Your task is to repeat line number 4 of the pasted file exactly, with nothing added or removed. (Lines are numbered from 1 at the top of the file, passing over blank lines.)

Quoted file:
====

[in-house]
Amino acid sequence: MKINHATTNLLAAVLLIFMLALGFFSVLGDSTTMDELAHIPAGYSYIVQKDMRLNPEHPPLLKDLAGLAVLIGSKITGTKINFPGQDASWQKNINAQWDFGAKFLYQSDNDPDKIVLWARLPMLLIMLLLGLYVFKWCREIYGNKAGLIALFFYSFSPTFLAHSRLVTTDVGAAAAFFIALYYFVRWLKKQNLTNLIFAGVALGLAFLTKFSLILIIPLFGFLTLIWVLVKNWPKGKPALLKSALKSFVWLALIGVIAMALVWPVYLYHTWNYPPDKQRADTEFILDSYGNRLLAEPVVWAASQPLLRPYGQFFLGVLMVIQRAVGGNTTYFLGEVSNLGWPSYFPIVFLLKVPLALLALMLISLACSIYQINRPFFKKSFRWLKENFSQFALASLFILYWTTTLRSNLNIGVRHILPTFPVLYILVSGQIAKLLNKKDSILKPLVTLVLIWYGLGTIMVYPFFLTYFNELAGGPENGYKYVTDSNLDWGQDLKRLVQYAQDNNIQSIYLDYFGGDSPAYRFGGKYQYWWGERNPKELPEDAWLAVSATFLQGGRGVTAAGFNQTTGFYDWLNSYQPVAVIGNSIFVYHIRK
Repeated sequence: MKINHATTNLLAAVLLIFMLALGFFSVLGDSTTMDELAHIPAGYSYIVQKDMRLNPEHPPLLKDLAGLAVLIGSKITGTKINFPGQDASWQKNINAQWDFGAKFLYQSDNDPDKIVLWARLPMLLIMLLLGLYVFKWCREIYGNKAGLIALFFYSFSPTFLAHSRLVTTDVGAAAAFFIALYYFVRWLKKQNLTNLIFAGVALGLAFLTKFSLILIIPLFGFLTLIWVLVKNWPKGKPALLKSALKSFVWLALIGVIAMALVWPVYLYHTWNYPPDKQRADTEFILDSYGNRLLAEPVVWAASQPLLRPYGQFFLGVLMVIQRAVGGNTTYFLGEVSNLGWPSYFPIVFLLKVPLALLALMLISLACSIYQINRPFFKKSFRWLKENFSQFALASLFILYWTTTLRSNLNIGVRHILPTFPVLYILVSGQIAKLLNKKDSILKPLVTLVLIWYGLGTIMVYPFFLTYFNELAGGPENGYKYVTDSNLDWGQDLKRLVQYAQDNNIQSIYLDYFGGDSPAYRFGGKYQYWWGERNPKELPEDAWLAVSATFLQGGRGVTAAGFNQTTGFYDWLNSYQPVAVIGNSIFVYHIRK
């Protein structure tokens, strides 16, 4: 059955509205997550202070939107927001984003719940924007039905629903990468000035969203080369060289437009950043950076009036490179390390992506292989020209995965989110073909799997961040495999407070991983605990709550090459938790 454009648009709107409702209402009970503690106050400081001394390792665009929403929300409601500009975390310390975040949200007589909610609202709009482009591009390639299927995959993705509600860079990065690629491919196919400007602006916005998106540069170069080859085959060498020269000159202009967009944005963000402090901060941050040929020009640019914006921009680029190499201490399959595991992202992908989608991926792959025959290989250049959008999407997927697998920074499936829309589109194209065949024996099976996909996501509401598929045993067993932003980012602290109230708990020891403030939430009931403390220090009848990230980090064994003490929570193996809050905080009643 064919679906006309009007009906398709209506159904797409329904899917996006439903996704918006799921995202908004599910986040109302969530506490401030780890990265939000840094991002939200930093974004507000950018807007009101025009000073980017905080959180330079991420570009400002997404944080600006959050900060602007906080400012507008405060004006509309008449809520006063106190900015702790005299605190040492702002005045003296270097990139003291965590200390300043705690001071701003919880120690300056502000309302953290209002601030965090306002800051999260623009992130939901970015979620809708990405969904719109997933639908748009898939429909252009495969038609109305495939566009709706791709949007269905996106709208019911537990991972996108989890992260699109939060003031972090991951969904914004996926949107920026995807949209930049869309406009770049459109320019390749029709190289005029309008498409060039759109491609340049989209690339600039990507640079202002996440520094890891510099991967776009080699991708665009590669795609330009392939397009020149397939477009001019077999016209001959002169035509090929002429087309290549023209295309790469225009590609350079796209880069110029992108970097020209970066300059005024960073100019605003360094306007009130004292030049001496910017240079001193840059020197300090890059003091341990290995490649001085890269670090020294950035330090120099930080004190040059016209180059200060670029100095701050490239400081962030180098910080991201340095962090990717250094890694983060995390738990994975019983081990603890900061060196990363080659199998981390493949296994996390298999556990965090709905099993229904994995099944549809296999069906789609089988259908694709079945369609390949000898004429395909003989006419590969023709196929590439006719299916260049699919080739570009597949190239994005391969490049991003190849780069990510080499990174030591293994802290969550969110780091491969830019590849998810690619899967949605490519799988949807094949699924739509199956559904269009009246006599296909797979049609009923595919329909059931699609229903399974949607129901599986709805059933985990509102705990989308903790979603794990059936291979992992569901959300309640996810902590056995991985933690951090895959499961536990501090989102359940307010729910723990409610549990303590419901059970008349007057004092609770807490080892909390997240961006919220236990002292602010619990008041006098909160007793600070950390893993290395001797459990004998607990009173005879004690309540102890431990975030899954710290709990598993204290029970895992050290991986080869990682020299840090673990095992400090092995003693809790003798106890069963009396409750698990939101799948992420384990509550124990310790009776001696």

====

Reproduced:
């Protein structure tokens, strides 16, 4: 059955509205997550202070939107927001984003719940924007039905629903990468000035969203080369060289437009950043950076009036490179390390992506292989020209995965989110073909799997961040495999407070991983605990709550090459938790 454009648009709107409702209402009970503690106050400081001394390792665009929403929300409601500009975390310390975040949200007589909610609202709009482009591009390639299927995959993705509600860079990065690629491919196919400007602006916005998106540069170069080859085959060498020269000159202009967009944005963000402090901060941050040929020009640019914006921009680029190499201490399959595991992202992908989608991926792959025959290989250049959008999407997927697998920074499936829309589109194209065949024996099976996909996501509401598929045993067993932003980012602290109230708990020891403030939430009931403390220090009848990230980090064994003490929570193996809050905080009643 064919679906006309009007009906398709209506159904797409329904899917996006439903996704918006799921995202908004599910986040109302969530506490401030780890990265939000840094991002939200930093974004507000950018807007009101025009000073980017905080959180330079991420570009400002997404944080600006959050900060602007906080400012507008405060004006509309008449809520006063106190900015702790005299605190040492702002005045003296270097990139003291965590200390300043705690001071701003919880120690300056502000309302953290209002601030965090306002800051999260623009992130939901970015979620809708990405969904719109997933639908748009898939429909252009495969038609109305495939566009709706791709949007269905996106709208019911537990991972996108989890992260699109939060003031972090991951969904914004996926949107920026995807949209930049869309406009770049459109320019390749029709190289005029309008498409060039759109491609340049989209690339600039990507640079202002996440520094890891510099991967776009080699991708665009590669795609330009392939397009020149397939477009001019077999016209001959002169035509090929002429087309290549023209295309790469225009590609350079796209880069110029992108970097020209970066300059005024960073100019605003360094306007009130004292030049001496910017240079001193840059020197300090890059003091341990290995490649001085890269670090020294950035330090120099930080004190040059016209180059200060670029100095701050490239400081962030180098910080991201340095962090990717250094890694983060995390738990994975019983081990603890900061060196990363080659199998981390493949296994996390298999556990965090709905099993229904994995099944549809296999069906789609089988259908694709079945369609390949000898004429395909003989006419590969023709196929590439006719299916260049699919080739570009597949190239994005391969490049991003190849780069990510080499990174030591293994802290969550969110780091491969830019590849998810690619899967949605490519799988949807094949699924739509199956559904269009009246006599296909797979049609009923595919329909059931699609229903399974949607129901599986709805059933985990509102705990989308903790979603794990059936291979992992569901959300309640996810902590056995991985933690951090895959499961536990501090989102359940307010729910723990409610549990303590419901059970008349007057004092609770807490080892909390997240961006919220236990002292602010619990008041006098909160007793600070950390893993290395001797459990004998607990009173005879004690309540102890431990975030899954710290709990598993204290029970895992050290991986080869990682020299840090673990095992400090092995003693809790003798106890069963009396409750698990939101799948992420384990509550124990310790009776001696």